The World Health Organization (WHO) today officially announced that the current monkeypox outbreak outside of the traditional endemic areas in Africa has already turned into a global health emergency.
“I have decided that the global monkeypox outbreak represents a public health emergency of international concern,” WHO Director-General Tedros Adhanom Ghebreyesus declared.
According to Dr. Tedros, the monkeypox outbreak is spreading quickly, presenting a “clear risk of further international spread.”
Public health emergency declaration still comes even though the WHO emergency committee had failed to reach a consensus on whether to issue or not to issue the emergency declaration.
Issuing a Public Health Emergency of International Concern enhances coordination and sharing of resources and information among nations.
Currently, there are over 16,000 cases of the monkeypox globally and according to the Centers for Disease Control, 2,891 cases have been confirmed in the United States.
Monkeypox vaccines are available, but their supplies are very limited.
According to the U.S. Department of Health and Human Services (HHS), 191,000 doses of monkeypox vaccine have been delivered to states and city health departments up to date. US federal government will stockpile up to 7 million doses of vaccine by mid-2023, HHS officials said.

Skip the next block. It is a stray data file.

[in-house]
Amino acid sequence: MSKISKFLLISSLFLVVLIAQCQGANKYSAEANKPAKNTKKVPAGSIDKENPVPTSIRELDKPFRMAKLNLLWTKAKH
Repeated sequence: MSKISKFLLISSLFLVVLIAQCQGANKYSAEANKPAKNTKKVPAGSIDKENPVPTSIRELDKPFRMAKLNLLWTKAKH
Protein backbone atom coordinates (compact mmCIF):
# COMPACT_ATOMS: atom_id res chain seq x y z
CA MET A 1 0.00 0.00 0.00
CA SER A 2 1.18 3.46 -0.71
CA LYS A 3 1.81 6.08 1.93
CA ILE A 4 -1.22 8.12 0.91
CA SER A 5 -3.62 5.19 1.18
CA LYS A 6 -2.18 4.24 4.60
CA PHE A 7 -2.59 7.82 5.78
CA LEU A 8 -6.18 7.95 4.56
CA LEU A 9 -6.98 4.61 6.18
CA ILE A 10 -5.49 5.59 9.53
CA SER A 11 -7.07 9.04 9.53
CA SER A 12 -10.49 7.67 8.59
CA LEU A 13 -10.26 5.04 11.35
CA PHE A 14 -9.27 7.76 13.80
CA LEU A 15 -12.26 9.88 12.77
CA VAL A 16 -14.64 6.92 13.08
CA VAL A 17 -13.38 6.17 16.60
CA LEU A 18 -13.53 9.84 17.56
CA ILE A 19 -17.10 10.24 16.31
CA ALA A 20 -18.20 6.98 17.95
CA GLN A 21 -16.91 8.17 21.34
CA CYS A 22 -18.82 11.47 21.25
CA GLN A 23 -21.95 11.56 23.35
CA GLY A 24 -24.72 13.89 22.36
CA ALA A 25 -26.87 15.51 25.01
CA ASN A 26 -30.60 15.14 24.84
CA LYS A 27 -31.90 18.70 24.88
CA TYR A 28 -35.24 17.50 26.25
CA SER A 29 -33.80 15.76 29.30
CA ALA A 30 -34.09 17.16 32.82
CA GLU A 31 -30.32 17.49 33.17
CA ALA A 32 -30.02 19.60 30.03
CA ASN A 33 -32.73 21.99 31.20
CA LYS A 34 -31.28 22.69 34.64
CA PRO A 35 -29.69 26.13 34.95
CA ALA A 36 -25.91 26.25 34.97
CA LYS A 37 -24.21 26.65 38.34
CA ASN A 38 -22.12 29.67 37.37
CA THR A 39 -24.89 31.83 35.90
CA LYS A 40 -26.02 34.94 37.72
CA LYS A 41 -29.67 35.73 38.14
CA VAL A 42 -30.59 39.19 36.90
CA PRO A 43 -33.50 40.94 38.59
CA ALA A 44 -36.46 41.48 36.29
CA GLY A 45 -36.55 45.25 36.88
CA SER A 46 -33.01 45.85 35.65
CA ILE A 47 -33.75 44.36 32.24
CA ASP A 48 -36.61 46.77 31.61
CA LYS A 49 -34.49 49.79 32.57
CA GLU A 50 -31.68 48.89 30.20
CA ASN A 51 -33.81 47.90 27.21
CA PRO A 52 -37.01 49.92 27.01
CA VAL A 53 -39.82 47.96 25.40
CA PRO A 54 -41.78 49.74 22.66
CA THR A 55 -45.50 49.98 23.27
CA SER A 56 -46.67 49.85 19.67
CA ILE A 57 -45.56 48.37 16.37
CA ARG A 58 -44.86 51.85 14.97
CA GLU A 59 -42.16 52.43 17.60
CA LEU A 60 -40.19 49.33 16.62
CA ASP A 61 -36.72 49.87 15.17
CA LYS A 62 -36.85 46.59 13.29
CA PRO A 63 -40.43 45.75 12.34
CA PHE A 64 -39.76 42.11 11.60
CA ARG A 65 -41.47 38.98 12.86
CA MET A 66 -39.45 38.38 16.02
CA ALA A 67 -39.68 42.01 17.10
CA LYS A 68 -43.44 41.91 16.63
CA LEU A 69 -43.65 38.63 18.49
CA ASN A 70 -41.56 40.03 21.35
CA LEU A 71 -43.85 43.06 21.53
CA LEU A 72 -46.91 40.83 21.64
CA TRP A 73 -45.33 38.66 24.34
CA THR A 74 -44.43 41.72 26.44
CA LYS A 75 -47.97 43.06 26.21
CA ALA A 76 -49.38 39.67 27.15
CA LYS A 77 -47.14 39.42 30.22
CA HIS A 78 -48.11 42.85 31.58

Since early May 2022, cases of monkeypox have been reported from countries where the disease is not endemic, and continue to be reported in several endemic countries. Most confirmed cases with travel history reported travel to countries in Europe and North America, rather than West or Central Africa where the monkeypox virus is endemic. This is the first time that many monkeypox cases and clusters have been reported concurrently in non-endemic and endemic countries in widely disparate geographical areas.
Most reported cases so far have been identified through sexual health or other health services in primary or secondary health-care facilities and have involved mainly, but not exclusively, men who have sex with men.
World Health Organization (WHO) is collaborating with health authorities to prevent further spread of the disease. WHO is issuing guidance to help countries on surveillance, laboratory work, clinical care, infection prevention and control, as well as risk communication and community engagement to inform communities at risk and the broader general public about monkeypox and how to keep safe.
WHO is also working closely with countries in Africa, regional institutions, and technical and financial partners, to support efforts to bolster laboratory diagnosis, disease surveillance, readiness and response actions to prevent further infections.